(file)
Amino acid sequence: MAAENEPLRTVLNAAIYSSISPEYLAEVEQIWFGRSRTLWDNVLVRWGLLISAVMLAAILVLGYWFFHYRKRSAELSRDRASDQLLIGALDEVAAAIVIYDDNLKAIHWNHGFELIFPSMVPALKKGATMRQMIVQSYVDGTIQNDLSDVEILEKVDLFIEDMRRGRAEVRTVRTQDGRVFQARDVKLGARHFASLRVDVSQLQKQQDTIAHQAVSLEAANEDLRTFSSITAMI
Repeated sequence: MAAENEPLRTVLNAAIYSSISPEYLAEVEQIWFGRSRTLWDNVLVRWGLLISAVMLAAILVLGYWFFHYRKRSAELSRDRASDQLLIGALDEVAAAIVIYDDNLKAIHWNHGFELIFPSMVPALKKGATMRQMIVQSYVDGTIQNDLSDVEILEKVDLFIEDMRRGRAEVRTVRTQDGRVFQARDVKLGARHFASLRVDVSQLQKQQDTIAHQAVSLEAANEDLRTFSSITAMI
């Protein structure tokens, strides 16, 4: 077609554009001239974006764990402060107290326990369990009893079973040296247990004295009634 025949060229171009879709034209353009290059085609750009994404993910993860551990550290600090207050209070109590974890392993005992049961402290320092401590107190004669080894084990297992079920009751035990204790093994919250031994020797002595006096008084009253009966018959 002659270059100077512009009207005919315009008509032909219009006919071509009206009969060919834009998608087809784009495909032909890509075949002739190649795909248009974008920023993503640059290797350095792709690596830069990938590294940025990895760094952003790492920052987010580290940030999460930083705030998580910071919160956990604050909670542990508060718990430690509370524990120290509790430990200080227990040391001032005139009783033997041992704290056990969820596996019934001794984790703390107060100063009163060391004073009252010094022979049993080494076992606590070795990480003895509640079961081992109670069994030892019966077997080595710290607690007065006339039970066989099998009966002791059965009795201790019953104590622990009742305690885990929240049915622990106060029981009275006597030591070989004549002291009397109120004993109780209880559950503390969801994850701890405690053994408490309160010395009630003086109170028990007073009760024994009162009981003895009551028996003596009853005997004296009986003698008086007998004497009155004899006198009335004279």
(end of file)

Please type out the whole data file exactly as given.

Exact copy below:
Amino acid sequence: MAAENEPLRTVLNAAIYSSISPEYLAEVEQIWFGRSRTLWDNVLVRWGLLISAVMLAAILVLGYWFFHYRKRSAELSRDRASDQLLIGALDEVAAAIVIYDDNLKAIHWNHGFELIFPSMVPALKKGATMRQMIVQSYVDGTIQNDLSDVEILEKVDLFIEDMRRGRAEVRTVRTQDGRVFQARDVKLGARHFASLRVDVSQLQKQQDTIAHQAVSLEAANEDLRTFSSITAMI
Repeated sequence: MAAENEPLRTVLNAAIYSSISPEYLAEVEQIWFGRSRTLWDNVLVRWGLLISAVMLAAILVLGYWFFHYRKRSAELSRDRASDQLLIGALDEVAAAIVIYDDNLKAIHWNHGFELIFPSMVPALKKGATMRQMIVQSYVDGTIQNDLSDVEILEKVDLFIEDMRRGRAEVRTVRTQDGRVFQARDVKLGARHFASLRVDVSQLQKQQDTIAHQAVSLEAANEDLRTFSSITAMI
């Protein structure tokens, strides 16, 4: 077609554009001239974006764990402060107290326990369990009893079973040296247990004295009634 025949060229171009879709034209353009290059085609750009994404993910993860551990550290600090207050209070109590974890392993005992049961402290320092401590107190004669080894084990297992079920009751035990204790093994919250031994020797002595006096008084009253009966018959 002659270059100077512009009207005919315009008509032909219009006919071509009206009969060919834009998608087809784009495909032909890509075949002739190649795909248009974008920023993503640059290797350095792709690596830069990938590294940025990895760094952003790492920052987010580290940030999460930083705030998580910071919160956990604050909670542990508060718990430690509370524990120290509790430990200080227990040391001032005139009783033997041992704290056990969820596996019934001794984790703390107060100063009163060391004073009252010094022979049993080494076992606590070795990480003895509640079961081992109670069994030892019966077997080595710290607690007065006339039970066989099998009966002791059965009795201790019953104590622990009742305690885990929240049915622990106060029981009275006597030591070989004549002291009397109120004993109780209880559950503390969801994850701890405690053994408490309160010395009630003086109170028990007073009760024994009162009981003895009551028996003596009853005997004296009986003698008086007998004497009155004899006198009335004279």